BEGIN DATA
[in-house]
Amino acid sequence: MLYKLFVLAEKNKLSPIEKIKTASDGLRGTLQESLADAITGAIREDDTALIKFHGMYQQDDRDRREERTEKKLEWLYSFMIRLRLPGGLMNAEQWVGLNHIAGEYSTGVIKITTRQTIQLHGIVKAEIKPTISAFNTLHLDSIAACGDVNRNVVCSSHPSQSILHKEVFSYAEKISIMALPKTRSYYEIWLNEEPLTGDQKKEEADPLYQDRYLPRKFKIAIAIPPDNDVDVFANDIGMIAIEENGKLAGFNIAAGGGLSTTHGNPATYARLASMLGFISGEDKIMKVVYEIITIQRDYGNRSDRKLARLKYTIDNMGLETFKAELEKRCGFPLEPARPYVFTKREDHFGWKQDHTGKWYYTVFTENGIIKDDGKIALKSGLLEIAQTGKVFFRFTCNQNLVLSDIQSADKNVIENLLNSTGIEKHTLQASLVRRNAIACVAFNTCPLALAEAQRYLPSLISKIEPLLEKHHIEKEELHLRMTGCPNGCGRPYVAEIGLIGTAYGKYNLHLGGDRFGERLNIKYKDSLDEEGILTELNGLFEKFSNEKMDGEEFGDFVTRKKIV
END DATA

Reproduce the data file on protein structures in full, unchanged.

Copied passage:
[in-house]
Amino acid sequence: MLYKLFVLAEKNKLSPIEKIKTASDGLRGTLQESLADAITGAIREDDTALIKFHGMYQQDDRDRREERTEKKLEWLYSFMIRLRLPGGLMNAEQWVGLNHIAGEYSTGVIKITTRQTIQLHGIVKAEIKPTISAFNTLHLDSIAACGDVNRNVVCSSHPSQSILHKEVFSYAEKISIMALPKTRSYYEIWLNEEPLTGDQKKEEADPLYQDRYLPRKFKIAIAIPPDNDVDVFANDIGMIAIEENGKLAGFNIAAGGGLSTTHGNPATYARLASMLGFISGEDKIMKVVYEIITIQRDYGNRSDRKLARLKYTIDNMGLETFKAELEKRCGFPLEPARPYVFTKREDHFGWKQDHTGKWYYTVFTENGIIKDDGKIALKSGLLEIAQTGKVFFRFTCNQNLVLSDIQSADKNVIENLLNSTGIEKHTLQASLVRRNAIACVAFNTCPLALAEAQRYLPSLISKIEPLLEKHHIEKEELHLRMTGCPNGCGRPYVAEIGLIGTAYGKYNLHLGGDRFGERLNIKYKDSLDEEGILTELNGLFEKFSNEKMDGEEFGDFVTRKKIV